So . . . I’d never bothered to do a spotlight on little Jenny Forsythe before (especially since in the past she was grownup Jenny Forsythe and now she’s a teenager.) But it’s a necessity now, so let me introduce you to Jenny. She’s the companion to another girl in the story, Arabella Monston, a 19-year-old from back East who’s run away to Texas with a cold-hearted and manipulative man who turns out to love political power far more than he loves her. Arabella lodges at a hotel in a remote town on the Mexican border. Jenny’s father owns this hotel, so Jenny spends a lot of time helping Arabella with this and that.
This and that turns into Saving Arabella’s Life. The more Jenny gets involved, the deeper it gets until she’s orchestrating an escape from that now deadly hotel and a personal consultation with the imposing Governor of Texas. And to do that, resourceful Jenny (who doesn’t put herself forward very much, look I spent most of HER spotlight post talking about Arabella) will need an outlaw. Jenny’s humility is what really shines through about her, as you can see by how much descriptions of her are dictated by the fact she helps others.
And there will be more updates.
I did a post on Sekana, the heroine of "Jurant" in Facets of Fantasy, a year ago. But after a while it didn't quite reflect her, so I'm doing another one. In a year an audience's feelings about something (or someone) can change pretty noticeably and you've always got to keep up with the flow of that. For one thing, there are a lot of characters in Facets of Fantasy. She's just one and possibly isn't even a front-runner. She's a bit deeper down towards the heart of the book, which makes sense because she only appears after two introductory stories.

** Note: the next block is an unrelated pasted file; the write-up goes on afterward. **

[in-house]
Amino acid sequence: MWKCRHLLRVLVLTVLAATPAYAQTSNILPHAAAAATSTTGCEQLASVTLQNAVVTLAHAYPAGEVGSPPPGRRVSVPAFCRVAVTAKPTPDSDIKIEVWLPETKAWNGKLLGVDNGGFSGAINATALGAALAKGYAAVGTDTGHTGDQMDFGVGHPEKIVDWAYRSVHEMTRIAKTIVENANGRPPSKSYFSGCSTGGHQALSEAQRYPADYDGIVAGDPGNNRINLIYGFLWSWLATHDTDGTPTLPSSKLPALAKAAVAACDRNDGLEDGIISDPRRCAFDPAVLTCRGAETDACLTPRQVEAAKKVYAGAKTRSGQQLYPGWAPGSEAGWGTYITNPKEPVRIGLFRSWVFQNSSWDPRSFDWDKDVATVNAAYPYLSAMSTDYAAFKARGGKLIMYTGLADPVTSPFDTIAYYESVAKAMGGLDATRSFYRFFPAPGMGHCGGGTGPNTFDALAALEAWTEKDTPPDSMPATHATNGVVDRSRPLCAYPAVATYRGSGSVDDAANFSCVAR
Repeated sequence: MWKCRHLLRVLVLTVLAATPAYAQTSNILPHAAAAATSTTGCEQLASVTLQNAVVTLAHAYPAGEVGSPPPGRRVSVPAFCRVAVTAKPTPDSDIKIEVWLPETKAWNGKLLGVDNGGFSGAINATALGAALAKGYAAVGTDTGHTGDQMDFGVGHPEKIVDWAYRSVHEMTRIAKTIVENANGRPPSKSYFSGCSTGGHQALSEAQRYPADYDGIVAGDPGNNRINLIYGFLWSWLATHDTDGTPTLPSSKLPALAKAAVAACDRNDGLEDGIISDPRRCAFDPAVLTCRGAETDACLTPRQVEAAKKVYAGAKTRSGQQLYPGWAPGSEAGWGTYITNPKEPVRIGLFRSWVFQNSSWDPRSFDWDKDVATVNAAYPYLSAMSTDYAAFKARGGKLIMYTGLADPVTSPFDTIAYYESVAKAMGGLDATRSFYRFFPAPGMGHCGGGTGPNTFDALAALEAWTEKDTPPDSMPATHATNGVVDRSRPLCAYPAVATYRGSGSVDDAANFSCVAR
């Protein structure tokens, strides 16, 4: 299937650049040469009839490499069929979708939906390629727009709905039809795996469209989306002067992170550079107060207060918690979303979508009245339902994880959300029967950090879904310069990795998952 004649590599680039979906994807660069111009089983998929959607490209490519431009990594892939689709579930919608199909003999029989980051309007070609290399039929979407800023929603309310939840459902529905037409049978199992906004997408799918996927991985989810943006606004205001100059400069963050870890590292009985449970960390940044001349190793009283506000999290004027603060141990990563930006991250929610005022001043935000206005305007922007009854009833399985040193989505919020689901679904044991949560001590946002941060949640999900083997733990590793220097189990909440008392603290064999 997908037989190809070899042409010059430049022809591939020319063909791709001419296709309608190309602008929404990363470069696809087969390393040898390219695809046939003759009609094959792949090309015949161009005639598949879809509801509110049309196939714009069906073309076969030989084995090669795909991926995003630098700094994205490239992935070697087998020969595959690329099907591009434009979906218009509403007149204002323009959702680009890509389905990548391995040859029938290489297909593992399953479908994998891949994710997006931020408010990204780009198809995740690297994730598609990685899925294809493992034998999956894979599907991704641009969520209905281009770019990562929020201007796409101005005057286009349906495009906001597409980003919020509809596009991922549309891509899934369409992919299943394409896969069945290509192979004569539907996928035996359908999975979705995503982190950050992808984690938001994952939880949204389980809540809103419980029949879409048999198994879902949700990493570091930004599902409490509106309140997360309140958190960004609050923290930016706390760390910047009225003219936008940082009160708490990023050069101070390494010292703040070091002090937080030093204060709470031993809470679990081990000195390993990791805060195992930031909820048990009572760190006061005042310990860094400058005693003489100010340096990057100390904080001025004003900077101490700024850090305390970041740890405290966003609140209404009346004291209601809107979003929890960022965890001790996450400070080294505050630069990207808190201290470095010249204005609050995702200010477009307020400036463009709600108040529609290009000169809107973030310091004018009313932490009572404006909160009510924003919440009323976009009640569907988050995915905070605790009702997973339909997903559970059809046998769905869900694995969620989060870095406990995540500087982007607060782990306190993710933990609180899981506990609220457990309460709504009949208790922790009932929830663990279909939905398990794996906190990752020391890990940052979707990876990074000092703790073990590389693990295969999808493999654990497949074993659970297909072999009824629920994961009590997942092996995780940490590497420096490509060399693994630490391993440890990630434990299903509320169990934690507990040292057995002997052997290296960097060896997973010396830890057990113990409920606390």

I found this awesome fantasy art image for her! In the story she morphs from a shy, vulnerable-looking girl with knock-knees, who seems forced to attend a military academy, into a purple-haired warrior from a hidden group called the Kinari. Investigating her is the main drive of the story, which stands in the middle of Facets, as its center. Sekana isn't exactly hard to spot, although in her less-powerful form she probably thinks she is. (Don knew she was up to something and he wasn't trying, so it must have been easy.) But she is pretty sneaky too, a link she shares with his grandfather who's trying to use her powers. In other ways, she and Lord Andre aren't friends, but they have a shared perambulation around the obvious, a desire to blend in while they follow their own plans.
The story is just one angle of Facets, so it didn't go on to follow Sekana's journey once she was visibly-all-purple-warrior and went back to Rindon. Once again, she's not as subtle as she thinks she is and it's clear there's something that's being hidden about what the Kinari are like. Don feels loyal because she used great power to help him out, but he must wonder where that power comes from. After all, the only person caught reading a history of Rindon was Sekana herself. Maybe something in their past might hold a clue to Sekana's future.
And there will be more updates.
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I live surrounded by cultivated fields that rapidly give way to wild flowers, wild plants, and wild life. I get most of my ideas while drifting innocuously around my house and some of those ideas get into print.